Sitting in groups of four, each student folds a piece of paper into four boxes (fig. 2). The teacher poses a dilemma or challenging issue (for instance, whether recycling should be mandatory for all city residents). The carousel begins:

Figure 2. Debate Team Carousel Format

Classroom Discourse as Civil Discourse-table2

1. Make a claim:

2. Support the claim in Box 1:

3. Argue against the claim in Boxes 1 and 2:4. Bring the discussion to a satisfying close:

Adapted from Total Participation Techniques: Making Every Student an Active Learner, 2nd Edition, by Persida Himmele and William Himmele, Alexandria, VA: ASCD. © 2017 by ASCD. Used with permission.

▪ In Box 1, students make a claim and provide reasons and evidence for it. They then pass their paper clockwise to a peer.

▪ In Box 2, each student writes something to make the argument in Box 1 stronger, regardless of whether they agree with what was said, using reasons and evidence. They then pass the paper clockwise to another peer.

▪ For Box 3, each student reads what is written in Boxes 1 and 2 and makes a counterclaim with supporting reasons and evidence. Students pass the paper again.

▪ For Box 4, each student reads what is written in Boxes 1, 2, and 3 and adds his or her "two cents."▪ Students return the papers to the original owners and read their classmates' responses.

Debate team carousel can also be used as a lesson or unit launch. Health teacher Mr. Dove used the strategy to discover students' misconceptions about an upcoming unit. He posed a statement with which students had to both agree and disagree during the carousel: "A person's health is mostly influenced by genetics." He provided statement frames to help students stay constructive—and civil—in their responses (fig. 3). He followed up with a whole-class discussion in which students offered opposing viewpoints, continuing to use the constructive frames introduced within the carousel.

Figure 3. Statement Frames to Promote Civil Debate 

Classroom Discourse as Civil Discourse-table3

Validating or Extending (Box 2)

Probing or Challenging (Box 3)

Summarizing or Closing (Box 4)

"""You made a good point when you said …"" ""Am I correct in understanding that …?"" ""I like that idea. In addition, …."" ""I hadn't considered that … It makes me wonder …""""""Although … may be true, it's also important to consider …"" ""I see what you're saying, but I also think/wonder …"" ""I understand that … On the other hand …."" ""What about this idea …?"" ""How does that mesh with …?"" ""Some people might say …""""""It seems like we agree that … but that we disagree that …"" ""I/we need to better understand …"" ""A next step might be …"" ""The bottom line seems to be …"" ""Taking all perspectives into consideration …"""

The strategy ensured that all students "spoke" and all students "listened" within the written debate. Because they had the chance to formulate their thinking and phrasing during the activity, more students contributed during the follow-up discussion, transferring their ideas and language from the statement frames.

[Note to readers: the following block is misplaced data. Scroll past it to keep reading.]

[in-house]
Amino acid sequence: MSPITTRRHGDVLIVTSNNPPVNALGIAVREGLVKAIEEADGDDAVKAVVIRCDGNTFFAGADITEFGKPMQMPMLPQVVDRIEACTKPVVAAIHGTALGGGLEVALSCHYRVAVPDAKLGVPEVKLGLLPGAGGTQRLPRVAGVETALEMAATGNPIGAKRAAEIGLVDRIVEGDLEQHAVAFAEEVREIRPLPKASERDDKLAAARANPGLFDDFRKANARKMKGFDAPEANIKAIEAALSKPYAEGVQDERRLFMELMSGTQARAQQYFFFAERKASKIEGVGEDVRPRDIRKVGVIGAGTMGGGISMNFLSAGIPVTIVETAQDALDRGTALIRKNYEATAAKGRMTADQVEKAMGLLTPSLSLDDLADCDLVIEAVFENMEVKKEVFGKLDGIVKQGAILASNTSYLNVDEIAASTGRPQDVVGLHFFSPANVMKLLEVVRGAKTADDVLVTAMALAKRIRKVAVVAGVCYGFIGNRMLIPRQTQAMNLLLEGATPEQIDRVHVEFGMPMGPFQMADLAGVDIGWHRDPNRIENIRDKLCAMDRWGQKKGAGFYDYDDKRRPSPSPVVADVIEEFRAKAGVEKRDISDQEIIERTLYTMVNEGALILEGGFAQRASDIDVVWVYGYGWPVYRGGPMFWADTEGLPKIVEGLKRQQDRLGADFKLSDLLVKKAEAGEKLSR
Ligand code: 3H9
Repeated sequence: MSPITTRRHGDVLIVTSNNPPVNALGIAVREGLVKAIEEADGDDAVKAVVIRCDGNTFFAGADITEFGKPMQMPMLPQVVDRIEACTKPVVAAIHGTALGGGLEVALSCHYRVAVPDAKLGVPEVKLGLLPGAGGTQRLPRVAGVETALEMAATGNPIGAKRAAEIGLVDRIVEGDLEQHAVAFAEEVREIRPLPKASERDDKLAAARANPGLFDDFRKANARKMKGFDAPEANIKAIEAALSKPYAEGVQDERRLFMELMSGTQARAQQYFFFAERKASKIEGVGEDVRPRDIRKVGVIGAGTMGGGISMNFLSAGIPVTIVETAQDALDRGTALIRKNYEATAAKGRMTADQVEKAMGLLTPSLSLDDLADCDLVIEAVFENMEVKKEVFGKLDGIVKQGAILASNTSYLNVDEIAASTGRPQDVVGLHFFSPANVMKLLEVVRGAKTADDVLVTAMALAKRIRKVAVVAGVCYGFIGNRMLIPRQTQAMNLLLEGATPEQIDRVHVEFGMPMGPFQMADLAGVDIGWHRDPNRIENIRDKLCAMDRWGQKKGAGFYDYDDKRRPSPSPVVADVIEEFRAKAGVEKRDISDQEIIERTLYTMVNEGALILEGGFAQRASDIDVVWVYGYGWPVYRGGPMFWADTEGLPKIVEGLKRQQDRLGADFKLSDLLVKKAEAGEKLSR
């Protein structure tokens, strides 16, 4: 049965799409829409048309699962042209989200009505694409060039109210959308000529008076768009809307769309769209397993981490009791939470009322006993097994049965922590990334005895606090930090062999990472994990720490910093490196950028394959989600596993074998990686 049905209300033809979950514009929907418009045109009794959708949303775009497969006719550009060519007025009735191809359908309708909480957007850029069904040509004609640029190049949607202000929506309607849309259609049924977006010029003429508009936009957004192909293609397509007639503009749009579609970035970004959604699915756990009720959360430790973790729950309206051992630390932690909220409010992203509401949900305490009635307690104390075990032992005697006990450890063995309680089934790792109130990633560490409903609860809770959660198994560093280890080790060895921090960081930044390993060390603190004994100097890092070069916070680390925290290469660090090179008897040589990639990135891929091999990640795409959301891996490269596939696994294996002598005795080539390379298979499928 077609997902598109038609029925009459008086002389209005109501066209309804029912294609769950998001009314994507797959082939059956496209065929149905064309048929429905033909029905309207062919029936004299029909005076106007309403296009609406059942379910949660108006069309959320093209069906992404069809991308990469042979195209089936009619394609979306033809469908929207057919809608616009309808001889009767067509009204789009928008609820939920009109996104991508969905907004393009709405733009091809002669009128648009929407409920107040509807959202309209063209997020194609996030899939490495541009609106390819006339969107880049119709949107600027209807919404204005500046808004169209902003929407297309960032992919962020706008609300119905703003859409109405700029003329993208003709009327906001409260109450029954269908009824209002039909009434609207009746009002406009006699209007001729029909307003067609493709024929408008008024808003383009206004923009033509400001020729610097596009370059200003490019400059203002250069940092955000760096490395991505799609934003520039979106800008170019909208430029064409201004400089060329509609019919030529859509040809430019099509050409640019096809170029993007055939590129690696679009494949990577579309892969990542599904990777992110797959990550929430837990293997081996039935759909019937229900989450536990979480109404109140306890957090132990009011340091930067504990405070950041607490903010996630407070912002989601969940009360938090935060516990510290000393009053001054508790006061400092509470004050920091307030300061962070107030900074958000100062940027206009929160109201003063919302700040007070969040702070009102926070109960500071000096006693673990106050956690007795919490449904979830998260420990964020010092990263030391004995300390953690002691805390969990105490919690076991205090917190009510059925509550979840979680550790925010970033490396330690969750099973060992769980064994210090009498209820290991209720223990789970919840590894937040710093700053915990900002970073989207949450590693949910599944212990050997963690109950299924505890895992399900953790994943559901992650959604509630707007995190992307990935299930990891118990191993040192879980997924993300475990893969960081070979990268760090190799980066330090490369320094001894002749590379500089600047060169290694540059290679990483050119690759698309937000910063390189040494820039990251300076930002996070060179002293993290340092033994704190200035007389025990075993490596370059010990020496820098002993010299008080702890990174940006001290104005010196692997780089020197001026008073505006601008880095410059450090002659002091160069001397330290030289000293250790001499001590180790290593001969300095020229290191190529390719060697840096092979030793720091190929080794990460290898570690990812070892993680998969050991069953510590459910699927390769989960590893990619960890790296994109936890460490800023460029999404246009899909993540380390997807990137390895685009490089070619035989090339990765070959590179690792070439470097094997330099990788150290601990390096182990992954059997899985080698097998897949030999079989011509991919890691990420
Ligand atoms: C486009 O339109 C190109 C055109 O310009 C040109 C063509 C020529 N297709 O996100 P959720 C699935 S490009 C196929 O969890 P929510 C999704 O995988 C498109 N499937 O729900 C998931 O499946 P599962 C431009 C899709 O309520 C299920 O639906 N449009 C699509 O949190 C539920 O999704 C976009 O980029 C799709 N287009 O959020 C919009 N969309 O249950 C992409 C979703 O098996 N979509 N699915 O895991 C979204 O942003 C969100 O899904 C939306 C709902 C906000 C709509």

A Worthy Investment

The strategies we've described allow students to explore perspectives and voice their opinions in constructive and academically focused ways. These strategies also harness passion while fostering compassion and empathy. They turn controversy into conversation and prepare students to use the language of civil disagreement in a democracy. To become habit, however, students must use these practices frequently and purposefully. Teachers who take time to deliberately teach and model civil discourse—and to provide time for regular rehearsal and reflection—will increase the likelihood that students will transfer the language and skills of civility to new situations, both in and out of the classroom. Mary Wortly Montagu (1997) said, "Civility costs nothing and buys everything." If our students will inspire and lead change in this century and beyond, then the time spent practicing informed civil discourse is a worthwhile investment.

EL Online

For more about classroom discussions, see the online article "Creating a Space for Open Dialogue" by Yekaterina McKenney.


Dewey, J. (1899). The school and society: Being three lectures. Chicago, IL: The University of Chicago Press.

de Bono, E. (1999). Six thinking hats. New York: Back Bay Books.

Doubet, K. J., & Hockett, J. A. (2015). Differentiation in middle and high school: Strategies to engage all learners. Alexandria, VA: ASCD.

Doubet, K. J., & Hockett, J. A. (2017). Differentiation in the elementary grades: Strategies to engage and equip all learners. Alexandria, VA: ASCD.

Himmele, P., & Himmele, W. (2011). Total participation techniques: Making every student an active learner. Alexandria, VA: ASCD.

Montagu, M. W. (1997). Selected letters. I. Grundy (Ed.). London: Penguin Books.

End Notes

1 The teachers mentioned in this article are based on hypothetical scenarios. The examples described are based on our experiences working with educators on these strategies.

Want to add your own highlights and notes for this article to access later?